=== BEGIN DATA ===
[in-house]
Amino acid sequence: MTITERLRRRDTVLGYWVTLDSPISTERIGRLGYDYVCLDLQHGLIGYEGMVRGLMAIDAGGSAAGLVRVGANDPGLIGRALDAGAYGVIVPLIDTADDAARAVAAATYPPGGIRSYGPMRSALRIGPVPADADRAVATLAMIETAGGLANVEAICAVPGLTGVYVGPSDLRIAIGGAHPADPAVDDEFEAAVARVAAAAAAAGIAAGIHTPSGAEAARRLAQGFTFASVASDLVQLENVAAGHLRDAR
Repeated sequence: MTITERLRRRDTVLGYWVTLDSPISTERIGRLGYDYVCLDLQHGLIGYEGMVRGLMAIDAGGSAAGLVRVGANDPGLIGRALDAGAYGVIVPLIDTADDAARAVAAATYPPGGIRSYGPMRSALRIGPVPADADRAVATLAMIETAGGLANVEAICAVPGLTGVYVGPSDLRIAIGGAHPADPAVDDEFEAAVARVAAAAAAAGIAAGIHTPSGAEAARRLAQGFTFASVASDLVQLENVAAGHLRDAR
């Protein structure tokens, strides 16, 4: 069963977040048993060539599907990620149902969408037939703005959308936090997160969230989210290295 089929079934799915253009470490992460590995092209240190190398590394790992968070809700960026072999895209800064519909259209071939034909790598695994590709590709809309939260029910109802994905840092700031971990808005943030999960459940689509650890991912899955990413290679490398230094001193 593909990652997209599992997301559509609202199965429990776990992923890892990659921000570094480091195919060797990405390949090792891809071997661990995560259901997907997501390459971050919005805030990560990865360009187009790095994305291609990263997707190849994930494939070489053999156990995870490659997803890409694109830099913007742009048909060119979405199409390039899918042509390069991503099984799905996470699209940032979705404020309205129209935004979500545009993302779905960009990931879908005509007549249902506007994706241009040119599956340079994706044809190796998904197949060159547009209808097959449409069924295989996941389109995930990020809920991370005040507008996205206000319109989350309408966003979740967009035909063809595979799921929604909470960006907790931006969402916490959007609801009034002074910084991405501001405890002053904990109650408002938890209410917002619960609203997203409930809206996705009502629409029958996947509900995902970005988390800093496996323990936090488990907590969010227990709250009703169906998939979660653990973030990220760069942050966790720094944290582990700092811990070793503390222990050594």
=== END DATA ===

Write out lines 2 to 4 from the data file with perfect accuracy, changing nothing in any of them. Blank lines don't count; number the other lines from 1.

Amino acid sequence: MTITERLRRRDTVLGYWVTLDSPISTERIGRLGYDYVCLDLQHGLIGYEGMVRGLMAIDAGGSAAGLVRVGANDPGLIGRALDAGAYGVIVPLIDTADDAARAVAAATYPPGGIRSYGPMRSALRIGPVPADADRAVATLAMIETAGGLANVEAICAVPGLTGVYVGPSDLRIAIGGAHPADPAVDDEFEAAVARVAAAAAAAGIAAGIHTPSGAEAARRLAQGFTFASVASDLVQLENVAAGHLRDAR
Repeated sequence: MTITERLRRRDTVLGYWVTLDSPISTERIGRLGYDYVCLDLQHGLIGYEGMVRGLMAIDAGGSAAGLVRVGANDPGLIGRALDAGAYGVIVPLIDTADDAARAVAAATYPPGGIRSYGPMRSALRIGPVPADADRAVATLAMIETAGGLANVEAICAVPGLTGVYVGPSDLRIAIGGAHPADPAVDDEFEAAVARVAAAAAAAGIAAGIHTPSGAEAARRLAQGFTFASVASDLVQLENVAAGHLRDAR
């Protein structure tokens, strides 16, 4: 069963977040048993060539599907990620149902969408037939703005959308936090997160969230989210290295 089929079934799915253009470490992460590995092209240190190398590394790992968070809700960026072999895209800064519909259209071939034909790598695994590709590709809309939260029910109802994905840092700031971990808005943030999960459940689509650890991912899955990413290679490398230094001193 593909990652997209599992997301559509609202199965429990776990992923890892990659921000570094480091195919060797990405390949090792891809071997661990995560259901997907997501390459971050919005805030990560990865360009187009790095994305291609990263997707190849994930494939070489053999156990995870490659997803890409694109830099913007742009048909060119979405199409390039899918042509390069991503099984799905996470699209940032979705404020309205129209935004979500545009993302779905960009990931879908005509007549249902506007994706241009040119599956340079994706044809190796998904197949060159547009209808097959449409069924295989996941389109995930990020809920991370005040507008996205206000319109989350309408966003979740967009035909063809595979799921929604909470960006907790931006969402916490959007609801009034002074910084991405501001405890002053904990109650408002938890209410917002619960609203997203409930809206996705009502629409029958996947509900995902970005988390800093496996323990936090488990907590969010227990709250009703169906998939979660653990973030990220760069942050966790720094944290582990700092811990070793503390222990050594």